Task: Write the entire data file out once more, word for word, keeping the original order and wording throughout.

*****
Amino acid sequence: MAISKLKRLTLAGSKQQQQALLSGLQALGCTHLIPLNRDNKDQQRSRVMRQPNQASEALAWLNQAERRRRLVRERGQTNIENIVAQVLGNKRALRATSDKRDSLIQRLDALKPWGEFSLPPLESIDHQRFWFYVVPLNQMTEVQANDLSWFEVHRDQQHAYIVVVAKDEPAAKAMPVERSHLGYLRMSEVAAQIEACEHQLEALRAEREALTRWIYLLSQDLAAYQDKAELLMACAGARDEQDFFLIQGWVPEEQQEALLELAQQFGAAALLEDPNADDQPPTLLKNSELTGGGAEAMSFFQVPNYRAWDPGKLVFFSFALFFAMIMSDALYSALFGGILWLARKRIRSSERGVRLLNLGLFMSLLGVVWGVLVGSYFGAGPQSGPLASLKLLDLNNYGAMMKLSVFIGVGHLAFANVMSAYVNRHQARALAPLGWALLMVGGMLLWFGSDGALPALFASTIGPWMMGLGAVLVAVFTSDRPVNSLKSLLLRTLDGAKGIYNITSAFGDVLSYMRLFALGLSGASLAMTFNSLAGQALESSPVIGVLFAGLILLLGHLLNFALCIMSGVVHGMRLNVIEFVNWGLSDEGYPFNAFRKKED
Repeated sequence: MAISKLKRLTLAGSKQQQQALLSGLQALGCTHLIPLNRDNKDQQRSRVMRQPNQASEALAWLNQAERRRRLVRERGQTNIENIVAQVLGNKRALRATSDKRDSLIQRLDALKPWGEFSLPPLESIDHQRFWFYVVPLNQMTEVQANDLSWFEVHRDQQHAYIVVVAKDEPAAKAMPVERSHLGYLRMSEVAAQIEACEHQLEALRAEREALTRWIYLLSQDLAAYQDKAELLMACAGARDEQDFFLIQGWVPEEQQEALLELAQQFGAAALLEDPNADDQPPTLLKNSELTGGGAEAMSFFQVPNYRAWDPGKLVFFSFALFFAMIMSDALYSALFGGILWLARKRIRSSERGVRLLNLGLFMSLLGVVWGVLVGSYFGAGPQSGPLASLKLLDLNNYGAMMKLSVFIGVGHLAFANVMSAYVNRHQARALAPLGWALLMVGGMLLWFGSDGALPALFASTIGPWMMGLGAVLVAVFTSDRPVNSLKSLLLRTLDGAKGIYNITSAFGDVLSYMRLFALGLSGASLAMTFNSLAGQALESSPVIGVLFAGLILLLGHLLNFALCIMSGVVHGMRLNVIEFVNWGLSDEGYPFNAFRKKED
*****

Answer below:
Amino acid sequence: MAISKLKRLTLAGSKQQQQALLSGLQALGCTHLIPLNRDNKDQQRSRVMRQPNQASEALAWLNQAERRRRLVRERGQTNIENIVAQVLGNKRALRATSDKRDSLIQRLDALKPWGEFSLPPLESIDHQRFWFYVVPLNQMTEVQANDLSWFEVHRDQQHAYIVVVAKDEPAAKAMPVERSHLGYLRMSEVAAQIEACEHQLEALRAEREALTRWIYLLSQDLAAYQDKAELLMACAGARDEQDFFLIQGWVPEEQQEALLELAQQFGAAALLEDPNADDQPPTLLKNSELTGGGAEAMSFFQVPNYRAWDPGKLVFFSFALFFAMIMSDALYSALFGGILWLARKRIRSSERGVRLLNLGLFMSLLGVVWGVLVGSYFGAGPQSGPLASLKLLDLNNYGAMMKLSVFIGVGHLAFANVMSAYVNRHQARALAPLGWALLMVGGMLLWFGSDGALPALFASTIGPWMMGLGAVLVAVFTSDRPVNSLKSLLLRTLDGAKGIYNITSAFGDVLSYMRLFALGLSGASLAMTFNSLAGQALESSPVIGVLFAGLILLLGHLLNFALCIMSGVVHGMRLNVIEFVNWGLSDEGYPFNAFRKKED
Repeated sequence: MAISKLKRLTLAGSKQQQQALLSGLQALGCTHLIPLNRDNKDQQRSRVMRQPNQASEALAWLNQAERRRRLVRERGQTNIENIVAQVLGNKRALRATSDKRDSLIQRLDALKPWGEFSLPPLESIDHQRFWFYVVPLNQMTEVQANDLSWFEVHRDQQHAYIVVVAKDEPAAKAMPVERSHLGYLRMSEVAAQIEACEHQLEALRAEREALTRWIYLLSQDLAAYQDKAELLMACAGARDEQDFFLIQGWVPEEQQEALLELAQQFGAAALLEDPNADDQPPTLLKNSELTGGGAEAMSFFQVPNYRAWDPGKLVFFSFALFFAMIMSDALYSALFGGILWLARKRIRSSERGVRLLNLGLFMSLLGVVWGVLVGSYFGAGPQSGPLASLKLLDLNNYGAMMKLSVFIGVGHLAFANVMSAYVNRHQARALAPLGWALLMVGGMLLWFGSDGALPALFASTIGPWMMGLGAVLVAVFTSDRPVNSLKSLLLRTLDGAKGIYNITSAFGDVLSYMRLFALGLSGASLAMTFNSLAGQALESSPVIGVLFAGLILLLGHLLNFALCIMSGVVHGMRLNVIEFVNWGLSDEGYPFNAFRKKED